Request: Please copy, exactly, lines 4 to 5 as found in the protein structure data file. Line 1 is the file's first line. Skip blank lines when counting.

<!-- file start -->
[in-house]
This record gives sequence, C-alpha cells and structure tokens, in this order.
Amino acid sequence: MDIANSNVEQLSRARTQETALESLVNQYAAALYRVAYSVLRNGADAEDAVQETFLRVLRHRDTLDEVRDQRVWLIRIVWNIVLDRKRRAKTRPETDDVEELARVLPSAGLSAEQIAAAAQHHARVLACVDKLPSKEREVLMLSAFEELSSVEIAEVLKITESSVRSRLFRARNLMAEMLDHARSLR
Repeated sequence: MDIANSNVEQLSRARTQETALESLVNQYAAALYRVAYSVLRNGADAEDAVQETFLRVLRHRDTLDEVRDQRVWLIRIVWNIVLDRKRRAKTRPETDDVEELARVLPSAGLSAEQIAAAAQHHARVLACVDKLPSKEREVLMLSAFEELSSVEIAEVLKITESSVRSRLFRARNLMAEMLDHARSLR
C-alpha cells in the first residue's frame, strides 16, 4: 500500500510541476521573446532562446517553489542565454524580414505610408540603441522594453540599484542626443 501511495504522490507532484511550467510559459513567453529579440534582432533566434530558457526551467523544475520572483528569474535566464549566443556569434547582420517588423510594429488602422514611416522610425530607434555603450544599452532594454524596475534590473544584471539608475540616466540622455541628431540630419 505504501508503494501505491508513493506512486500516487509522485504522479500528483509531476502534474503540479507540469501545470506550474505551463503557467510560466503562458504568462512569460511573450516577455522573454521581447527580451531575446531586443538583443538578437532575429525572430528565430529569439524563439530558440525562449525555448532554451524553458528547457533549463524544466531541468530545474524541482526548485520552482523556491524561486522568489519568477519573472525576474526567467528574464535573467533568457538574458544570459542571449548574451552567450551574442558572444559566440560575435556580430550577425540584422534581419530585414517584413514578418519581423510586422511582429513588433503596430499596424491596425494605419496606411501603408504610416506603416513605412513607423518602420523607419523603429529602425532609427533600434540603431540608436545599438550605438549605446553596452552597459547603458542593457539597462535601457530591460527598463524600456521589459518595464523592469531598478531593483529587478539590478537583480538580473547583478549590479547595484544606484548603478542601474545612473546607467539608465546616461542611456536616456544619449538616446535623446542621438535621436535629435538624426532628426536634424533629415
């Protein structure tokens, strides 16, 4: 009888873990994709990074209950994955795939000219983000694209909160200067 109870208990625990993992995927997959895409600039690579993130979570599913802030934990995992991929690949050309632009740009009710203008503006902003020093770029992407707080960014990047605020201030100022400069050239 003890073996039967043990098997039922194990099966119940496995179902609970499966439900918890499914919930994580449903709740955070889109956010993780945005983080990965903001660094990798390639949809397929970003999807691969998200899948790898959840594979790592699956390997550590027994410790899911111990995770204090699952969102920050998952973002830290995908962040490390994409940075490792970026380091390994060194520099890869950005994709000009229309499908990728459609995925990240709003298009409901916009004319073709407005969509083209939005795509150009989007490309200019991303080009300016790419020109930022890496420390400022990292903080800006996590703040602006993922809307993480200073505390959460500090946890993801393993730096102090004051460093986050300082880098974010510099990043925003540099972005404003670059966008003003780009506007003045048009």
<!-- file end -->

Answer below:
Repeated sequence: MDIANSNVEQLSRARTQETALESLVNQYAAALYRVAYSVLRNGADAEDAVQETFLRVLRHRDTLDEVRDQRVWLIRIVWNIVLDRKRRAKTRPETDDVEELARVLPSAGLSAEQIAAAAQHHARVLACVDKLPSKEREVLMLSAFEELSSVEIAEVLKITESSVRSRLFRARNLMAEMLDHARSLR
C-alpha cells in the first residue's frame, strides 16, 4: 500500500510541476521573446532562446517553489542565454524580414505610408540603441522594453540599484542626443 501511495504522490507532484511550467510559459513567453529579440534582432533566434530558457526551467523544475520572483528569474535566464549566443556569434547582420517588423510594429488602422514611416522610425530607434555603450544599452532594454524596475534590473544584471539608475540616466540622455541628431540630419 505504501508503494501505491508513493506512486500516487509522485504522479500528483509531476502534474503540479507540469501545470506550474505551463503557467510560466503562458504568462512569460511573450516577455522573454521581447527580451531575446531586443538583443538578437532575429525572430528565430529569439524563439530558440525562449525555448532554451524553458528547457533549463524544466531541468530545474524541482526548485520552482523556491524561486522568489519568477519573472525576474526567467528574464535573467533568457538574458544570459542571449548574451552567450551574442558572444559566440560575435556580430550577425540584422534581419530585414517584413514578418519581423510586422511582429513588433503596430499596424491596425494605419496606411501603408504610416506603416513605412513607423518602420523607419523603429529602425532609427533600434540603431540608436545599438550605438549605446553596452552597459547603458542593457539597462535601457530591460527598463524600456521589459518595464523592469531598478531593483529587478539590478537583480538580473547583478549590479547595484544606484548603478542601474545612473546607467539608465546616461542611456536616456544619449538616446535623446542621438535621436535629435538624426532628426536634424533629415